• Adjusting the tuning slide (push in)
  • Adjust (push in) valve slides (proportionate to length of the slide)
  • Directing the airstream upward
  • Change in air speed and better air support
  • Slight increase in embouchure firmness
  • Alternate fingerings
  • Use of fourth valve
Good technique depends on good playing position. You may not realize bad position until playing a passage that requires great technical facility. Good technique also requires a knowledge and understanding of intonation and the natural flaws or tendencies of your instrument.

Get more familiar with your instrument and learn who invented it, who composes music for it, and who has mastered the art of playing it.

I. Origin

Origins of the Baritone can be traced to ancient Rome, where bronze and brass instruments called "tubas" often played at military and ceremonial functions. The baritone horn, also known as a tenor tuba, first appeared in Germany in the 1830s.

II. Inventor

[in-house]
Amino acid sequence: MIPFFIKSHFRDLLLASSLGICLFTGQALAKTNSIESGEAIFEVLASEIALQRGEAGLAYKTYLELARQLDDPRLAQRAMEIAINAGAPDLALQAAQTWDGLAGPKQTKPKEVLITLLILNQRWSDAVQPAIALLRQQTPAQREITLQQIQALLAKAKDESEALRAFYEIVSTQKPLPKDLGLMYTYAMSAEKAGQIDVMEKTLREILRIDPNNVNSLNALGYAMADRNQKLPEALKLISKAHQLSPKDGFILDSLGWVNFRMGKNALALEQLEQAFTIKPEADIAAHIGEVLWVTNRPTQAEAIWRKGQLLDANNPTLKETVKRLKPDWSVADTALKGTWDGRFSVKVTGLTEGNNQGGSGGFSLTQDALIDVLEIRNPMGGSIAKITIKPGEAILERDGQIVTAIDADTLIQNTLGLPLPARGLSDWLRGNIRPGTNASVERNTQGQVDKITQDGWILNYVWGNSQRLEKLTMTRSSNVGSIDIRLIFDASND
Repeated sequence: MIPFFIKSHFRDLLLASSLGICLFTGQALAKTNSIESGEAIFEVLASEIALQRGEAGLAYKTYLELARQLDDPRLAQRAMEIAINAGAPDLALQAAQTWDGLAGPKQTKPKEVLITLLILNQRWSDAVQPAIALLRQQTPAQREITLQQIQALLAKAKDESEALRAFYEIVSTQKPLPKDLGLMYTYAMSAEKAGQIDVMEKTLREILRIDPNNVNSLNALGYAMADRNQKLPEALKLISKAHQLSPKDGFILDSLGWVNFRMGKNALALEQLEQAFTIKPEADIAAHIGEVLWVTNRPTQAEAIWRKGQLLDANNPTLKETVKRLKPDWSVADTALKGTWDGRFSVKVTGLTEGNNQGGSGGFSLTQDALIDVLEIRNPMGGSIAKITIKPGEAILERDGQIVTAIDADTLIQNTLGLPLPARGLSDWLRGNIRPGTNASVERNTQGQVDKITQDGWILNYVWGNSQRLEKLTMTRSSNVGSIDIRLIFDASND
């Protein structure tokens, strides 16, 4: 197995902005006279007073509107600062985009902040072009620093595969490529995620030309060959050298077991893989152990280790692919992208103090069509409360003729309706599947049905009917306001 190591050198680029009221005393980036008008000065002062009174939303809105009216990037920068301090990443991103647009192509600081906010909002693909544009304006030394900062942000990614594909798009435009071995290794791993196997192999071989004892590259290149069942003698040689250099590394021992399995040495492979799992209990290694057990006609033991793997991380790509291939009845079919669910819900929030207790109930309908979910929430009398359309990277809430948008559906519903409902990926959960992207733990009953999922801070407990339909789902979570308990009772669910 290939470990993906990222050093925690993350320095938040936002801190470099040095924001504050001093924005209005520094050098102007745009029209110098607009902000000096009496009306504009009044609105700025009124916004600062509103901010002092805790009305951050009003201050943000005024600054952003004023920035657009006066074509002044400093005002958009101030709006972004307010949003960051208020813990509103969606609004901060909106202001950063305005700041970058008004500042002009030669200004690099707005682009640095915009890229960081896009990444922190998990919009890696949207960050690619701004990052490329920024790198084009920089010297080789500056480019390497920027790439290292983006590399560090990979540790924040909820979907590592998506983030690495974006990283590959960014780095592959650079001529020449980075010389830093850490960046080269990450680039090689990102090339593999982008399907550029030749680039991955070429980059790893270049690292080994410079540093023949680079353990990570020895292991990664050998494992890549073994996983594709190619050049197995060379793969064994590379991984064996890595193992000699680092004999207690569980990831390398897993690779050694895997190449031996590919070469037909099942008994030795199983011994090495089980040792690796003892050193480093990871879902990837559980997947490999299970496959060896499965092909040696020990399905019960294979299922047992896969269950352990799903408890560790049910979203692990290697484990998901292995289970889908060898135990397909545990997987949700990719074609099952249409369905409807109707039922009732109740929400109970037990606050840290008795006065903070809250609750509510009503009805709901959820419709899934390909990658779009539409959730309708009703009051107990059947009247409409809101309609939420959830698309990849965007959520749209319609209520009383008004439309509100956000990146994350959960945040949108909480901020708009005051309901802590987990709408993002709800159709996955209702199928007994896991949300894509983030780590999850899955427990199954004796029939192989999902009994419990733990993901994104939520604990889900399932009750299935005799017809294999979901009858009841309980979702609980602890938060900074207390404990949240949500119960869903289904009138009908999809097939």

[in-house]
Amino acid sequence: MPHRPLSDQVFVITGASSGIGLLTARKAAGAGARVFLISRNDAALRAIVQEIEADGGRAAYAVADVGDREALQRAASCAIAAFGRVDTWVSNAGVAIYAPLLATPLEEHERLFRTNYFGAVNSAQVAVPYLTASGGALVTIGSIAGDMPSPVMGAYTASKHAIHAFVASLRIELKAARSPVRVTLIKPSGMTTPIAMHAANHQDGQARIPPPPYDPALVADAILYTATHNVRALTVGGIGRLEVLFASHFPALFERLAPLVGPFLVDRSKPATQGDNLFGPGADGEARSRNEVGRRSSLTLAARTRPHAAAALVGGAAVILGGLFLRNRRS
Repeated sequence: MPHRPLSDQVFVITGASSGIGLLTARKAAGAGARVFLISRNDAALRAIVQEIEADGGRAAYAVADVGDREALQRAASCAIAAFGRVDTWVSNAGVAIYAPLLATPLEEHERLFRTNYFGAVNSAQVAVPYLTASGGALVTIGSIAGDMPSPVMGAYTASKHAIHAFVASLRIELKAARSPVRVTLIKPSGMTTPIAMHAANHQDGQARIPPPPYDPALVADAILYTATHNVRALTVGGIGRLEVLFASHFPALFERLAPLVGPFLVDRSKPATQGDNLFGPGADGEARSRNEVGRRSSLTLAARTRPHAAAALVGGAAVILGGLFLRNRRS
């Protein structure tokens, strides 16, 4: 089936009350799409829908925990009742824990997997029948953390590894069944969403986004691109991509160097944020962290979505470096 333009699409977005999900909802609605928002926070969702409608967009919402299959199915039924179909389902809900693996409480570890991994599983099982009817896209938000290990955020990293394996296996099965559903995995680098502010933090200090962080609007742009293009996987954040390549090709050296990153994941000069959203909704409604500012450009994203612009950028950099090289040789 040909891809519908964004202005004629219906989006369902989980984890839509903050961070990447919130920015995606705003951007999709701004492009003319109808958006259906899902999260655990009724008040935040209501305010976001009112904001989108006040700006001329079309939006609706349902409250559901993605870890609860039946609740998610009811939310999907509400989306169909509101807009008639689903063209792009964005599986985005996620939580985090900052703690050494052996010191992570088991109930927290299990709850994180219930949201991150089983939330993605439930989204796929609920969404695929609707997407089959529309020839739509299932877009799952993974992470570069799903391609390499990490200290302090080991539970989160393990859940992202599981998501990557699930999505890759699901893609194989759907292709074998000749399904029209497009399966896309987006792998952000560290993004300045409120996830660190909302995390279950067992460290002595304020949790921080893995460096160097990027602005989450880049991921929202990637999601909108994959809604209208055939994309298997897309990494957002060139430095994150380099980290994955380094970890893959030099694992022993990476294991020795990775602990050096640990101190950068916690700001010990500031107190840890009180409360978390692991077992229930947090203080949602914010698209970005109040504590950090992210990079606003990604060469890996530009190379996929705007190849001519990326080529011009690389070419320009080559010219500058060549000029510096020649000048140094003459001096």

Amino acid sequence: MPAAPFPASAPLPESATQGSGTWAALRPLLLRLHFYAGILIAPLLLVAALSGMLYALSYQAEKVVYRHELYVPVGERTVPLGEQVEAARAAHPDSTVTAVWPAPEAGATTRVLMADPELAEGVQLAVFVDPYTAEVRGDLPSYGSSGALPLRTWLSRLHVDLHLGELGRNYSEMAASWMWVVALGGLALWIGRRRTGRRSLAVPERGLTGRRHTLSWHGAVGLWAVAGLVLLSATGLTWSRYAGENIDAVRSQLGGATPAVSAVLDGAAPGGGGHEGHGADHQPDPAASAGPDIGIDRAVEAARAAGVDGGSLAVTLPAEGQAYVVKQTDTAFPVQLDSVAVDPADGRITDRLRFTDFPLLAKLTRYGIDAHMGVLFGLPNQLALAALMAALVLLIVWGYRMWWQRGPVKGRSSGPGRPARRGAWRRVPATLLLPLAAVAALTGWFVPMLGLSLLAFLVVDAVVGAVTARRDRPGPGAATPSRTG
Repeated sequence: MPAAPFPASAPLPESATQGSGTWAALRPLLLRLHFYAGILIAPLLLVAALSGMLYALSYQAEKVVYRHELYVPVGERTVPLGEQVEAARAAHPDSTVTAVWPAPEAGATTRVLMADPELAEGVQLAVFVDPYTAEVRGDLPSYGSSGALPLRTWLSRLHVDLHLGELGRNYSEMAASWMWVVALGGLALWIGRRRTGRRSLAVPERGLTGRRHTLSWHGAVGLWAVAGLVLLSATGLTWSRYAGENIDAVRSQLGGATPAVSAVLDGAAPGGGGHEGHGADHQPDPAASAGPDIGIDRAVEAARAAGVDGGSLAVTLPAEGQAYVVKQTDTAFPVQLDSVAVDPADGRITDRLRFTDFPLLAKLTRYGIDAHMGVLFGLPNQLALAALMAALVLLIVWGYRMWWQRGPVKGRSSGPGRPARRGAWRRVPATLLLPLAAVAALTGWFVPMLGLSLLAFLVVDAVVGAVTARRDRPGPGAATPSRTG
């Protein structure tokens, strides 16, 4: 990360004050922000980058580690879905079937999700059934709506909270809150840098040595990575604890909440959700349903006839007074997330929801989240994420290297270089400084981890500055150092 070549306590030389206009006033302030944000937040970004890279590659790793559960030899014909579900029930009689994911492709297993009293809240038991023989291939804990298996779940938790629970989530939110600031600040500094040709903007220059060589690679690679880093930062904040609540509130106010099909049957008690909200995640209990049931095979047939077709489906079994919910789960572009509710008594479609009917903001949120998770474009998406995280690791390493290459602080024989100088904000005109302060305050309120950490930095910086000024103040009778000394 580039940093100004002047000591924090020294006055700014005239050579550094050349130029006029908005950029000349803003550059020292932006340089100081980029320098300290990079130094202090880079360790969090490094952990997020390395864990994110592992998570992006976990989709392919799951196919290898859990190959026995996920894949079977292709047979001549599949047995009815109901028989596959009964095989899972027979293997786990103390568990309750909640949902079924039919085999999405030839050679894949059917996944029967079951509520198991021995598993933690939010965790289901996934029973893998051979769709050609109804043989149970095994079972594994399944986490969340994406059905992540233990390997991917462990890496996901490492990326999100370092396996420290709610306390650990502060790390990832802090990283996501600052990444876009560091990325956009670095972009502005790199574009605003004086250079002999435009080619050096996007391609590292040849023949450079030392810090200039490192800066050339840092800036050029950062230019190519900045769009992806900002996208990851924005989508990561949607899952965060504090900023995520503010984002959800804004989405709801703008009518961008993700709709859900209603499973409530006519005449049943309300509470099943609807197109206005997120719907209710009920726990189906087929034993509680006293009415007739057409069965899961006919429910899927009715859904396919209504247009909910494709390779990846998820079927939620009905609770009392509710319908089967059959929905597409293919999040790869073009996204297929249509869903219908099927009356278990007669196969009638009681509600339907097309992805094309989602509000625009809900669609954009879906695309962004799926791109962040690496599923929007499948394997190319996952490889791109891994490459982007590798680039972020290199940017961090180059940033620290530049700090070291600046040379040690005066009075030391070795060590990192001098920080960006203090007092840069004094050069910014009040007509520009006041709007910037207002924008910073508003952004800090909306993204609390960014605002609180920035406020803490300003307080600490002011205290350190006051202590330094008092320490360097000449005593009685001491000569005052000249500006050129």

The baritone horn is the final version of Adolphe Sax's "saxhorn baryton." The Euphonium, closely related to the Baritone, was invented in the 1830s. The tubing of the Euphonium is wider (more conically shaped) than the cylindrical tubing of the baritone. Both instruments have 3 or 4 valves and play the same pitches.

III. Family

Baritones and Euphoniums can be played using either bass clef (B.C.) or treble clef (T.C.) fingerings. They are important tenor or bass-voiced instruments of the concert band. Baritones play solos and harmonies, and they blend well with other instruments.

IV. Composers & Performers

John Philip Sousa, Percy Grainger, and Alfred Reed are important composers who have included baritones in their concert band writing. Some famous baritone performers are Leonard Falcone, Brian Bowman, and Rich Matteson.

  • Flute


  • Oboe


  • Clarinet


  • Saxophone


  • Percussion


  • Trumpet


  • French Horn

    French Horn

  • Trombone


  • Baritone


  • Tuba